What happens on Earth doesn’t stay on Earth.
Using observations from NASA’s ICON mission, scientists presented the first direct measurements of Earth’s long-theorized dynamo on the edge of space: a wind-driven electrical generator that spans the globe 60-plus miles above our heads. The dynamo churns in the ionosphere, the electrically charged boundary between Earth and space. It’s powered by tidal winds in the upper atmosphere that are faster than most hurricanes and rise from the lower atmosphere, creating an electrical environment that can affect satellites and technology on Earth.
The new work, published today in Nature Geoscience, improves our understanding of the ionosphere, which helps scientists better predict space weather and protect our technology from its effects.
Launched in 2019, ICON, short for Ionospheric Connection Explorer, is a mission to untangle how Earth’s weather interacts with the weather in space. Radio and GPS signals zip through the ionosphere, which is home to auroras and the International Space Station. Empty pockets or dense swells of electrically charged particles can disrupt these signals.
Scientists who study the atmosphere and space weather have long included Earth’s dynamo in their models because they knew it had important effects. But with little information, they had to make some assumptions about how it works. Data from ICON is the first concrete observation of winds fueling the dynamo, eventually influencing space weather, to feed into those models.
“ICON’s first year in space has shown predicting these winds is key to improving our ability to predict what happens in the ionosphere,” said Thomas Immel, ICON principal investigator at University of California, Berkeley, and lead author of the new study.
Earth’s sky-high generator
The ionosphere is like a sloshing sea of electrically charged particles, created by the Sun and intermixed with the neutral upper atmosphere. Sandwiched between Earth and space, the ionosphere responds to changes from both the Sun above and Earth below. How much influence comes from each side is what researchers are interested in figuring out. Studying a year of ICON data, the researchers found much of the change they observed originated in the lower atmosphere.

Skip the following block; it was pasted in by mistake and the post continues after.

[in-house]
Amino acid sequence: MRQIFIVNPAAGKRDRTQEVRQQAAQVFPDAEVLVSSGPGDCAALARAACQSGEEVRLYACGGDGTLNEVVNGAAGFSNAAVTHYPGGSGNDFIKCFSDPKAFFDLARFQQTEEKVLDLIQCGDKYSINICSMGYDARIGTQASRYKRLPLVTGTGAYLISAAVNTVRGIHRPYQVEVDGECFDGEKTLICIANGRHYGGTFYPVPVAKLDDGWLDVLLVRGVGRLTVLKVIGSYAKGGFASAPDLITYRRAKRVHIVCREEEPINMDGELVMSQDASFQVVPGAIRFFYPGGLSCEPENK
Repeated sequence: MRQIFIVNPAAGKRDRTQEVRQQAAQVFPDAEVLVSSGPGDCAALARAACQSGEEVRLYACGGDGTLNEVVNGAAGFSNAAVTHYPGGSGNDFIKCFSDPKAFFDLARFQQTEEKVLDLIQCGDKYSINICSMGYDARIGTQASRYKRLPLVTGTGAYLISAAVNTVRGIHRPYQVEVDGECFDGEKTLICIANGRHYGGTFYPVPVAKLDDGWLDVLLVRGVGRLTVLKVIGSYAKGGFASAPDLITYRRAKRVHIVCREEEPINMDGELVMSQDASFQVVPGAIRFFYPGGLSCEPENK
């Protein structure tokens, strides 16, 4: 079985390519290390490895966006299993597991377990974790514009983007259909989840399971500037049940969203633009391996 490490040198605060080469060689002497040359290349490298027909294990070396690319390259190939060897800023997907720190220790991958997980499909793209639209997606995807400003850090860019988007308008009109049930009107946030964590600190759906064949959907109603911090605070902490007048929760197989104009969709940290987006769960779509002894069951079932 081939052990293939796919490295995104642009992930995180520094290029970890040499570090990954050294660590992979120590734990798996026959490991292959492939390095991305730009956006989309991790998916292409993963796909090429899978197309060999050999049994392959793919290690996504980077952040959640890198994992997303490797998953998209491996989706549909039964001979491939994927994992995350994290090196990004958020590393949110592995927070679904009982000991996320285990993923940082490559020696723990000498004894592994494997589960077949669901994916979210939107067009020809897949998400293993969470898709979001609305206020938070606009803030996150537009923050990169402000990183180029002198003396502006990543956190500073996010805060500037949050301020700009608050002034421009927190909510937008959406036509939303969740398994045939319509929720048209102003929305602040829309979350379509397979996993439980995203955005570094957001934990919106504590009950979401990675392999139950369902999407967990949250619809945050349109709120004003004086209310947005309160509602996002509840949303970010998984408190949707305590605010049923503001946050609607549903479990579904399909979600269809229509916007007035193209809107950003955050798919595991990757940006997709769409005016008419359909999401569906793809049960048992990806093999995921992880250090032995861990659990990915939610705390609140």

Generators work by repeatedly moving an electricity-carrying conductor — like a copper wire — through a magnetic field. Filled with electrically charged gases called plasma, the ionosphere acts like a wire, or rather, a tangled mess of wires: Electricity flows right through. Like the dynamo in Earth’s core, the dynamo in the atmosphere produces electromagnetic fields from motion.
Strong winds in the thermosphere, a layer of the upper atmosphere known for its high temperatures, push current-carrying plasma in the ionosphere across invisible magnetic field lines that arc around Earth like an onion. The wind tends to push on chunky, positively charged particles more than small, negatively charged electrons. “You get pluses moving differently than minuses,” said co-author Brian Harding, a physicist at University of California, Berkeley. “That’s an electric current.”
In most generators, these components are bound tightly so they stay put and act predictably. But the ionosphere is free to move however it likes. “The current generates its own magnetic field, which fights Earth’s magnetic field as it’s passing through,” Immel said. “So you end up with a wire trying to get away from you. It’s a messy generator.”
Following the whims of the ionosphere is key to predicting space weather’s potential impacts. Depending on which way the wind blows, plasma in the ionosphere shoots out into space or plummets toward Earth. This behavior results from the tug-of-war between the ionosphere and Earth’s electromagnetic fields.